“Would you like to see your picture David?” Theresa asked, turning the portrait. It displayed David sitting on a railing with the sea behind him. In the picture he was smiling. There was not a dry eye in the audience. Blair and Theresa moved away but the light remained on the portrait. The scene changed.

Christian Briggs was dressed as David, depicting him as a little boy. He was wearing cut-off pants, a tee-shirt and had bare feet. He balanced himself on a set of crutches and was holding a fishing rod. He was mock-casting it towards the audience. Most of the locals had forgotten that at the age of ten he had broken his leg. He had fallen from a tree during summer-camp and after that had worn a cast and had hobbled around on crutches for weeks.

The lights faded on Christian and rose on Gary and Peter. Peter was dressed as David and together they mimed the paddling of a canoe.

“Look over there David. Do you remember when…?” Gary said. Doing the scene was hard for Gary for they were the best of friends.

Bryce finished the sentence for him, “When the current almost took us out to sea?” he laughed. “Yes I do. We couldn’t have been more than nine.” He pointed upwards, “And remember that time when we jumped from the old railway bridge? Who dared us?”

“If my memory serves me correctly I’d say we dared each other. I never did jump,” said Gary.

“Who cares? And I caught that sturgeon. Wasn’t it right over there?”

“Yes it was,” Gary said, as he and Peter mimed paddling down the river and off the set.

The spotlight faded again before shining on Marc and Alexis. They sat together on a blanket sharing a picnic. Alexis was dressed as David’s then girlfriend, Tiffany, the woman whom he had married just two years ago. Marc played the role of David. Marc handed her a bouquet of sunflowers. Kneeling on one knee he asked for her hand in marriage. She sat before him and together they spoke their marriage vows. They stayed in that position, hands clasping each other’s, smiling and looking into each other’s eyes as the reverend stepped up to the podium. He closed the service with a prayer before inviting the congregation into the church hall for tea and cakes.

 

Hill felt that he had missed something very important in this somewhat eccentric funeral-service performance. Was it sleight-of-hand or a trick of the eye? Even as sad as it was he would have liked another chance to view the performance. He remained in his chair for quite some time. He did not bother going in to the luncheon because he felt that there was more to be gained by watching the people trickle out.

He eventually left the church and stood leaning against his police cruiser watching as the people left the church hall. Very few left singly, possibly filled with the need to be with someone at such a time. He was still standing there when Scarlett and Marc left the church-hall together. They walked over to join him.

“That was quite a performance,” Hill said to Scarlett.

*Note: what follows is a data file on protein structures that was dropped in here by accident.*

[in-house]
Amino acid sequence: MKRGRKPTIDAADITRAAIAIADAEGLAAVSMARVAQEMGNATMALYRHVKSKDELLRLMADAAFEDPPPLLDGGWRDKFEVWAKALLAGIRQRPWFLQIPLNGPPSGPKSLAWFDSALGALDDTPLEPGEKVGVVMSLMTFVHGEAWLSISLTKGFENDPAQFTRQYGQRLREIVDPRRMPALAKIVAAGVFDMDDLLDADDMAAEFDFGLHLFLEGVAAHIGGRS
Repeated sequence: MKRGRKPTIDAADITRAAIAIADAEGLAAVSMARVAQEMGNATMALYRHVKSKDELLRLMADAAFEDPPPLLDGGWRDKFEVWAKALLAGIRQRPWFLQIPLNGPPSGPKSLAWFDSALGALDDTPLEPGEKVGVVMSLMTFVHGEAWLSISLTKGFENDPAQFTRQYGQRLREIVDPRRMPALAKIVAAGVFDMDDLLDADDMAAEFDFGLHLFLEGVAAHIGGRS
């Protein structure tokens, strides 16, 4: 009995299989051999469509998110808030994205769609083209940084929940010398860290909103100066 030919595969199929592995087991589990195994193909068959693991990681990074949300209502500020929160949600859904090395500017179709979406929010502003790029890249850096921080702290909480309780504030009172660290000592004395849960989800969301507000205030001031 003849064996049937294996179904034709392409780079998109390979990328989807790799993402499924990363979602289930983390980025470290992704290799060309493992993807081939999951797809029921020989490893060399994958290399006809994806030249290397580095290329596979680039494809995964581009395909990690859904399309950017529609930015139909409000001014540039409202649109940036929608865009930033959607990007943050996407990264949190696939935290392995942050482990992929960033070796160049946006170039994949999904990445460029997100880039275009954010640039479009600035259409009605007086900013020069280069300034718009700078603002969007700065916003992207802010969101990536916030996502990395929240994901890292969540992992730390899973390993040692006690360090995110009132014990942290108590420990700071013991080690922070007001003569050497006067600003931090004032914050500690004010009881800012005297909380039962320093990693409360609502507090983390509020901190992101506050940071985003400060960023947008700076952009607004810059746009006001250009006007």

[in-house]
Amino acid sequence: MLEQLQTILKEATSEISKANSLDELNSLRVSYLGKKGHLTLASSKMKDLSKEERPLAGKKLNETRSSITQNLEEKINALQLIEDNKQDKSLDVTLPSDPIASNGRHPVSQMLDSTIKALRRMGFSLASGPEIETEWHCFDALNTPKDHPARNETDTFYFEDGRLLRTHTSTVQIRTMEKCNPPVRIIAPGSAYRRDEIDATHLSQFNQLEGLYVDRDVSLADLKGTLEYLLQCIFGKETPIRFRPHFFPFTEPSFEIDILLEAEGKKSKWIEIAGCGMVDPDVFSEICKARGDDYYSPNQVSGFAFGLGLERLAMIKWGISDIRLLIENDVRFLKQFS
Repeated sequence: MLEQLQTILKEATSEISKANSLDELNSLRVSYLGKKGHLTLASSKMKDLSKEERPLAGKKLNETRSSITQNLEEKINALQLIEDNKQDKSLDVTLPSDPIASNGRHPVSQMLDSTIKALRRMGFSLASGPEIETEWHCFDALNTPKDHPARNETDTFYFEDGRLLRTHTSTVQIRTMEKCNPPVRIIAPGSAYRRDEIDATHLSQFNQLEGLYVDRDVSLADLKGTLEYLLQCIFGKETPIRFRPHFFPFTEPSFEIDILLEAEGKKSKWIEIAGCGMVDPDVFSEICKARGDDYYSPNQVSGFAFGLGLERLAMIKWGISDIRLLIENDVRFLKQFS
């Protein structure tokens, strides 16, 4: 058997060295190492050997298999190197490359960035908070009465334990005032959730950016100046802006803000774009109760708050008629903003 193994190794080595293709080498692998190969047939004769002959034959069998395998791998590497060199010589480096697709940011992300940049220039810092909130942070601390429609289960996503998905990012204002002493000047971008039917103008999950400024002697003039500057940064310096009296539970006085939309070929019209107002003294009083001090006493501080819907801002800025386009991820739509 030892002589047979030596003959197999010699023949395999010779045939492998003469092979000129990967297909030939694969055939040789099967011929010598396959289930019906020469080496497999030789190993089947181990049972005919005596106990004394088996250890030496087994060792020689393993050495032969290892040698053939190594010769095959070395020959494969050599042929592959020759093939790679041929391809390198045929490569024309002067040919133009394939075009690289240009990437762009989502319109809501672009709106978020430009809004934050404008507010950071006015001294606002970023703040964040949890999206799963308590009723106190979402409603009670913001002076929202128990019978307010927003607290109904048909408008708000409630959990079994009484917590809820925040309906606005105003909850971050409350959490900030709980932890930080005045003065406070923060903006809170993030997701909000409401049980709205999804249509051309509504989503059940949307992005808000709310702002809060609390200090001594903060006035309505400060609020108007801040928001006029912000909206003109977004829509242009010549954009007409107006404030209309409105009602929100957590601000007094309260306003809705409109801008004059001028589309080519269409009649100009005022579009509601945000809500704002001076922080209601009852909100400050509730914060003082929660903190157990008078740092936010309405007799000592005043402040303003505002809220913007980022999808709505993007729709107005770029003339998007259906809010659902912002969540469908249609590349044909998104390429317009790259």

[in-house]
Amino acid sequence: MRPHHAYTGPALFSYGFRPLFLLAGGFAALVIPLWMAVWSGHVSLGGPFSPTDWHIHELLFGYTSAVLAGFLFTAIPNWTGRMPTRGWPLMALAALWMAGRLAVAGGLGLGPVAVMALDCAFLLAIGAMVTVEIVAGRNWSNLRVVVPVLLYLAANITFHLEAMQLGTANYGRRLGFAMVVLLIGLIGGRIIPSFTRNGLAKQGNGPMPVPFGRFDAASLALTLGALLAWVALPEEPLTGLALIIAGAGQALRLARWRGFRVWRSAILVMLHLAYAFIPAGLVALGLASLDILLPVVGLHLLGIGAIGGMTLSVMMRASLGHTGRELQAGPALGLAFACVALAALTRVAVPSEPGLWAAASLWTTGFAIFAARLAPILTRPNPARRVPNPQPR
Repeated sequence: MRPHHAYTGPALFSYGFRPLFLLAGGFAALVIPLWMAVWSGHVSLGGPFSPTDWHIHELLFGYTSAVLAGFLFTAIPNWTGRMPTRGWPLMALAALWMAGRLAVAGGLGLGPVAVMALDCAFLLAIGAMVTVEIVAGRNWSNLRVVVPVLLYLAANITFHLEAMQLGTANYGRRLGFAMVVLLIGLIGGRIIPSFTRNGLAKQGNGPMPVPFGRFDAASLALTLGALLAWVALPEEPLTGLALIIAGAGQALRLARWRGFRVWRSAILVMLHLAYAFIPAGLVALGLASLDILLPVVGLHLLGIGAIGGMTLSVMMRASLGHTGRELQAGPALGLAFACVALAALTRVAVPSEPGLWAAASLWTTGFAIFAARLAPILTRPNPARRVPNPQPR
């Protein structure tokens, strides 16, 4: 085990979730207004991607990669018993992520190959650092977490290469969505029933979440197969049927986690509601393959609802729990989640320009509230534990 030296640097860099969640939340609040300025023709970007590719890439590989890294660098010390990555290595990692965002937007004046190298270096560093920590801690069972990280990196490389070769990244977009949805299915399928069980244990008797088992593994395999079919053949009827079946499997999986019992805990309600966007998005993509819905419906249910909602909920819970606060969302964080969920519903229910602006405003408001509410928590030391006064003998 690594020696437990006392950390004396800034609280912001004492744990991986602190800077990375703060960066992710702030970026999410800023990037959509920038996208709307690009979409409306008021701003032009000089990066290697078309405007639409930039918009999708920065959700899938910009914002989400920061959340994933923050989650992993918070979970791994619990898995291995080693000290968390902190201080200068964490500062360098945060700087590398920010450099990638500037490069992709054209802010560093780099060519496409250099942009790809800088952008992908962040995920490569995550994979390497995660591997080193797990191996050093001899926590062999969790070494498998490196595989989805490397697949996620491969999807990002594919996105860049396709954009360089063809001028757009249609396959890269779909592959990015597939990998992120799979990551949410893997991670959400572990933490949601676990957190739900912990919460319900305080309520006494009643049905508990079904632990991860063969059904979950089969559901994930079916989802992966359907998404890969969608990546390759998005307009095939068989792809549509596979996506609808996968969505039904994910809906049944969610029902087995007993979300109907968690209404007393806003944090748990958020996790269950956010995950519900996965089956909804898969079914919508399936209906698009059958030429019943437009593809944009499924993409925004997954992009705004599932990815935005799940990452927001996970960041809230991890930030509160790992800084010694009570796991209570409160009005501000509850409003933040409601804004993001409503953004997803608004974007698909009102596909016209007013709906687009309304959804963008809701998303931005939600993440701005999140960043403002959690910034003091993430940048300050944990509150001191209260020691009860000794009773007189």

“Thanks.”

“It was the kind of thing that I wouldn’t mind seeing again.”

“I can make a copy of the DVD for you if you like. We recorded everything for the family. As a gift.”

“I’d appreciate that…they likely will too,” he said. “Thanks.”

 

Hill drove down to the theatre, knowing that the doors would be open even though no other productions were planned for three more weeks. Hill nodded to Corina as he stepped into the theatre. They were the only ones there.

“Would you mind putting the lights on for me?” he asked.

“No problem,” she said, unenthusiastically. It was obvious that she had been crying and he knew that she had attended the service. He had seen her leave the church. David’s funeral had everyone in a slump.

Even with all the lights turned on, the stage area was still dark. Corina shrugged at his questioning look and said apologetically, “Sorry, I don’t know how to run the lighting system.”

“That’s fine,” he said, taking his flashlight from his belt. Yellow police tape still cordoned off the stage area and the coffin had not been moved.

She left him to it and went back to her post. Hill turned on his flashlight at the foot of the stairs, throwing a beam of light across the stage, as if he was looking for lurking monsters. He climbed the stairs and went directly to the coffin, as if drawn to it like a magnet. He slowly raised the lid as if anticipating something jumping out. Coffins were such horribly symbolic things. He released a huge sigh when the light bounced off the white cotton sheet and satin pillow inside. Like a boy looking for his prized toy in a toy box, he began by removing the pillow, the sheet and the thin mattress to reveal a crudely made pine-wood bottom. He brushed his hands over the wood, and cursed as splinters were embedded into his palm. He shone his light around the inside of the coffin. He was not sure what had directed him to go to the theatre that day, maybe it was something that he had seen in the funeral play. And then there it was: the button from Samson’s jacket. He wondered how it got missed during the investigation, or had it been planted later…like the American soldiers’ button that had been left on the chair. He removed an evidence bag from his pocket and scooped up the button, like a miner who had just found a gold nugget.

“Voila,” he said, kissing the outside of the bag.

END OF CHAPTER EIGHTEEN 

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“Linda has published fifteen books. She blogs about the publishing world, posts useful tips on the challenges a writer faces, including marketing and promoting your work, how to build your online platform, how to get reviews and how to self-publish.”